Apple expected to release fix for chaiOS bug this week

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Date: Monday, January 22nd, 2018, 03:04
Category: iOS, iPad, iPhone, iPod Touch, News, security, Software

Apple is presently working on a fix for the chaiOS bug that crashes Messages when you receive a specific URL in a chat.

The fix is expected to arrive this week.

chaiOS is a bug that crashes Messages on iOS-based devices when a specific Github link is shared in a chat. It can also cause the iOS springboard to crash and relaunch.

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App Store-based password reset vulnerability discovered in macOS High Sierra, appears to be fixed in forthcoming update

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Date: Friday, January 12th, 2018, 03:27
Category: High Sierra, macOS, News, security, Software

This is why Apple has a team working on security features.

For the third time in recent month, a vulnerability has been discovered in macOS High Sierra.

Back in September, security researcher Patrick Wardle discovered an exploit to snag plaintext passwords from the Keychain utility. Two months later, software developer Lemi Orhan Ergin realized that gaining root access to High Sierra machines was essentially as easy as inputting the username “root,” no password required.

Now, a bug report on Open Radar from earlier this week—affecting version 10.13.2—allows any user to change the App Store system preferences without a real password via these steps:

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Apple has partially repaired effects of Intel “KPTI” memory/security bug, will add additional fixed in macOS High Sierra 10.13.3

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Date: Thursday, January 4th, 2018, 03:04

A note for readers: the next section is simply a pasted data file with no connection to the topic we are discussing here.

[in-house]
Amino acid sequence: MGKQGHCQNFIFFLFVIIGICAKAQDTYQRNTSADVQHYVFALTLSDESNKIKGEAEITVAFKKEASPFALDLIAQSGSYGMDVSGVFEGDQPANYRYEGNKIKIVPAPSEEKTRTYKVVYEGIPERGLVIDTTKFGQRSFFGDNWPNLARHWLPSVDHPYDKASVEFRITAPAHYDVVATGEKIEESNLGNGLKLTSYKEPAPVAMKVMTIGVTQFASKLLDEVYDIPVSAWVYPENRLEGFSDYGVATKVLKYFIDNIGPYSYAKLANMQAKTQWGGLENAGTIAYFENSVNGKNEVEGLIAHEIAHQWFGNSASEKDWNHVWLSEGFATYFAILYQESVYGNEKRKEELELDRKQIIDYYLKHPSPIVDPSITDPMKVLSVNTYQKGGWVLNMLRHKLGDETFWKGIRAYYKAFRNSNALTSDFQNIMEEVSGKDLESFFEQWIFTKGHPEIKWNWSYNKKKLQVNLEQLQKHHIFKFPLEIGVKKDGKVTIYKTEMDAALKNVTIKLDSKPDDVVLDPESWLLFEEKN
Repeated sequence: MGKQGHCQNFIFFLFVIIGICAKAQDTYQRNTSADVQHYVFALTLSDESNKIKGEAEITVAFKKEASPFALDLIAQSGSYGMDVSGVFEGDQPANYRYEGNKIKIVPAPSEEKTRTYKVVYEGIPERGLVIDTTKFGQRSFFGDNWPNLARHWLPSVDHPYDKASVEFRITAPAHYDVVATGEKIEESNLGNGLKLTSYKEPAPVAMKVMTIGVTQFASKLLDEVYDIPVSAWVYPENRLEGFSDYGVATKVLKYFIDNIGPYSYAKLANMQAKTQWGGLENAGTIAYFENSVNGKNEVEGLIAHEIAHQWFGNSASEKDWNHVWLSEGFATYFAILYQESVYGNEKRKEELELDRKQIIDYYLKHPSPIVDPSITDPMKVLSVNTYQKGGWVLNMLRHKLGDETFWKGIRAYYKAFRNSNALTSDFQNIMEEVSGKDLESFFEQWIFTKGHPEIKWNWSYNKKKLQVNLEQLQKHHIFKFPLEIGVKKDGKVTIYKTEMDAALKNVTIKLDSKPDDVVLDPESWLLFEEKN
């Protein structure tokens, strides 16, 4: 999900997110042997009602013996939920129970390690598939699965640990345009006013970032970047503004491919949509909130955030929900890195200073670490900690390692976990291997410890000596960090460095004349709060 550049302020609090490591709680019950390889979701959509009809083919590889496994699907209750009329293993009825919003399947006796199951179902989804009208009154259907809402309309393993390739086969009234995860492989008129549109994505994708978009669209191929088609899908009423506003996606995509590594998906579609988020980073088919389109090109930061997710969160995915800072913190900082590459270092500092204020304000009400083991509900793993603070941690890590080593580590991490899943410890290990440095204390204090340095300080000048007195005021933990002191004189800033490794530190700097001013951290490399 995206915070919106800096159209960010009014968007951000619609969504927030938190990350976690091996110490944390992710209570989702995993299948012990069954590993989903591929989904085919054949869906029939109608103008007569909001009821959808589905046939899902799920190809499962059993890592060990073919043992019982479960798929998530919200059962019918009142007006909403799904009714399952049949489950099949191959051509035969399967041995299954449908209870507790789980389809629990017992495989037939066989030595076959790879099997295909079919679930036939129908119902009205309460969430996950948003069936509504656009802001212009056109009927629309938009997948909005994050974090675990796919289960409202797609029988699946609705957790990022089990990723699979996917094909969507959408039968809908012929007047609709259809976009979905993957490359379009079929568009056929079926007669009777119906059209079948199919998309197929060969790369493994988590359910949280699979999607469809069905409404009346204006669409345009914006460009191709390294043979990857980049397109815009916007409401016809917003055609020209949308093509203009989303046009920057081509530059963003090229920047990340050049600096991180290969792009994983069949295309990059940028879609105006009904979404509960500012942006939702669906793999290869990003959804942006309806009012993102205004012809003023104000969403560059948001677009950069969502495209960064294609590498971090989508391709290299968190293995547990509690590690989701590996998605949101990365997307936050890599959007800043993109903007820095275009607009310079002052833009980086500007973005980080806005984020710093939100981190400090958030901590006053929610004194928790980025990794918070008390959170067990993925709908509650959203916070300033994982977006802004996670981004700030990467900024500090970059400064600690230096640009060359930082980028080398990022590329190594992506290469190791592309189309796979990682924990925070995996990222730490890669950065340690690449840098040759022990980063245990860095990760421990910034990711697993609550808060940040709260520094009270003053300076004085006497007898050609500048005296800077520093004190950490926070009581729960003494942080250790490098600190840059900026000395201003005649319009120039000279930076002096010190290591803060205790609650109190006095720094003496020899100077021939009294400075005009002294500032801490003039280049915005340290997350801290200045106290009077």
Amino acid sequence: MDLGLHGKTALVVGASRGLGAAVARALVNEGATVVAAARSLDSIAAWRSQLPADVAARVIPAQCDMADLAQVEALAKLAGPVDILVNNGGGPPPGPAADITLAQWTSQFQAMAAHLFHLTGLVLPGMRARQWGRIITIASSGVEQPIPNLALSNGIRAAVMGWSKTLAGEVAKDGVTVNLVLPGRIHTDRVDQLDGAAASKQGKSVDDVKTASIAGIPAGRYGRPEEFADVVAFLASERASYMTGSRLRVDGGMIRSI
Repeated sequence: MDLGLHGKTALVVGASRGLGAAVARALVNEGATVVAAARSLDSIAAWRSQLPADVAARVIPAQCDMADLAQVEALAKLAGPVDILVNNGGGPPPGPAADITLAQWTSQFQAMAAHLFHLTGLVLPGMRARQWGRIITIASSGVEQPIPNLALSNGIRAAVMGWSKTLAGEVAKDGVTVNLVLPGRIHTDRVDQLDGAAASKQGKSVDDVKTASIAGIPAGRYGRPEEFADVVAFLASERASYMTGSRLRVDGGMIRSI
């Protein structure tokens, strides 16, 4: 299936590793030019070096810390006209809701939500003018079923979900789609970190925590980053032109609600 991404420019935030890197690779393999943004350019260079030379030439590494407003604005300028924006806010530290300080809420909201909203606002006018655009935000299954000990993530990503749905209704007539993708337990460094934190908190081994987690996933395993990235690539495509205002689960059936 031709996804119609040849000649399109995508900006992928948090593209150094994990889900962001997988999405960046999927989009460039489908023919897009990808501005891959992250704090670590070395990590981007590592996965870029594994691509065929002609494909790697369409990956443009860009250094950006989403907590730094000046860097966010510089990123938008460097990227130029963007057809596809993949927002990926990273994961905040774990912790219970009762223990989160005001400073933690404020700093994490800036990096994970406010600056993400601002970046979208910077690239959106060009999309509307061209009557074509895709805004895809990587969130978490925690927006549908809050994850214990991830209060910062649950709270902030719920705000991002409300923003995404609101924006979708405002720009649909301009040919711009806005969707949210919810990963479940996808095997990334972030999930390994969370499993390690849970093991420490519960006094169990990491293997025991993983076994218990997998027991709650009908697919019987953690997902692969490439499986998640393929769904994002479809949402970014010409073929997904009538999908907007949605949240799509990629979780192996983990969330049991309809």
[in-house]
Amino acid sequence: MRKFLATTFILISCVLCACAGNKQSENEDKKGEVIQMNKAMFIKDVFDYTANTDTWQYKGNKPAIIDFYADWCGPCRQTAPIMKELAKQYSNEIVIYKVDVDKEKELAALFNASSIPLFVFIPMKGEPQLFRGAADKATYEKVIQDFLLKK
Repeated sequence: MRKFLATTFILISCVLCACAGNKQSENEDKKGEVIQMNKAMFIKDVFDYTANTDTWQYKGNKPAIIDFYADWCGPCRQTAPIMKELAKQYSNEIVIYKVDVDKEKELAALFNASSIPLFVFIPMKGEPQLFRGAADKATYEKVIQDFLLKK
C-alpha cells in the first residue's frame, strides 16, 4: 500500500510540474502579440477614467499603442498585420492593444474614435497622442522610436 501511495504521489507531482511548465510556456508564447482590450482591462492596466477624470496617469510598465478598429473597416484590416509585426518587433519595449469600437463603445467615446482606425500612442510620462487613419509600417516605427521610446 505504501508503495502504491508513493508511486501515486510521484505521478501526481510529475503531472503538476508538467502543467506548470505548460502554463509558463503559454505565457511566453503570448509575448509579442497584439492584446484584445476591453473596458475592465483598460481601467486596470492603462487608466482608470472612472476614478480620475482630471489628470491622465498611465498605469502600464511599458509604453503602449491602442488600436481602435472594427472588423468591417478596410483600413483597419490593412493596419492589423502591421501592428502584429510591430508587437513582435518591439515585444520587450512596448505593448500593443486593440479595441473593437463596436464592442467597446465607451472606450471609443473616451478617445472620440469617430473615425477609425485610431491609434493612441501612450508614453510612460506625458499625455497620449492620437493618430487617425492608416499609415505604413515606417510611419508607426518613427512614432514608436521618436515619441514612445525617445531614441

Category: High Sierra, macOS, News, Processors, security, Software

Following public disclosure of a security flaw with nearly every Intel processor produced for the last 15 years, concern grew that a fix may take up to 30 percent of the processing power away from a system. But Apple appears to have at least partially fixed the problem with December’s macOS High Sierra 10.13.2 with additional fixes seeming likely appear to be coming in macOS 10.13.3.

A number of anonymous sources within Apple have confirmed that routines exist within macOS High Sierra 10.13.2 that could grant applications access to protected kernel memory data. These measures, alongside existing programming requirements regarding kernel memory that Apple has implemented over the past decade, seem to have mitigated much of the issue.

The fix was further confirmed by developer Alex Ionescu, who called the code regarding the issue the “Double Map.”

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Face ID unable to approve family purchases, reasons for this unknown

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Date: Friday, December 29th, 2017, 03:58
Category: Face ID, iPhone, News, security, Software, Touch ID

This is a bit strange.

A number of iPhone X owners have discovered that Face ID isn’t available as an authentication method for the “Ask to Buy” feature, which allows parents to approve their kids’ iOS purchases and downloads. At present, the parent, or controlling Apple ID account holder, must enter their entire Apple account password to approve each individual purchase attempt.

As a result, users are frustrated given that this equivalent functionality was available on Touch ID devices and seems to have been lost in the transition to the iPhone X. Face ID can be used as an authentication method for other purchases, just like Touch ID before it—but Touch ID also worked for “Ask to Buy,” and Face ID doesn’t.

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iMac Pro to incorporate T2 chip to handle discrete functions, security functions and secure enclave processes

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Date: Wednesday, December 13th, 2017, 03:50
Category: Face ID, Hardware, iMac, News, Processors, security, Touch ID

The upcoming iMac Pro will feature new security hardware in the form of a new custom chip dubbed the T2, serving as a secure enclave for encrypted keys, giving users the ability to lock down their Mac’s boot process and also handling system functions like the camera, audio control, and managing the solid-state hard drive.

Details about the new T2 chip were revealed by Caleb Sasser, cofounder of Panic.

Per Sasser, the T2 chip combines previously discrete functions, such as the system management controller, image signal processor for FaceTime camera, audio control, and SSD control.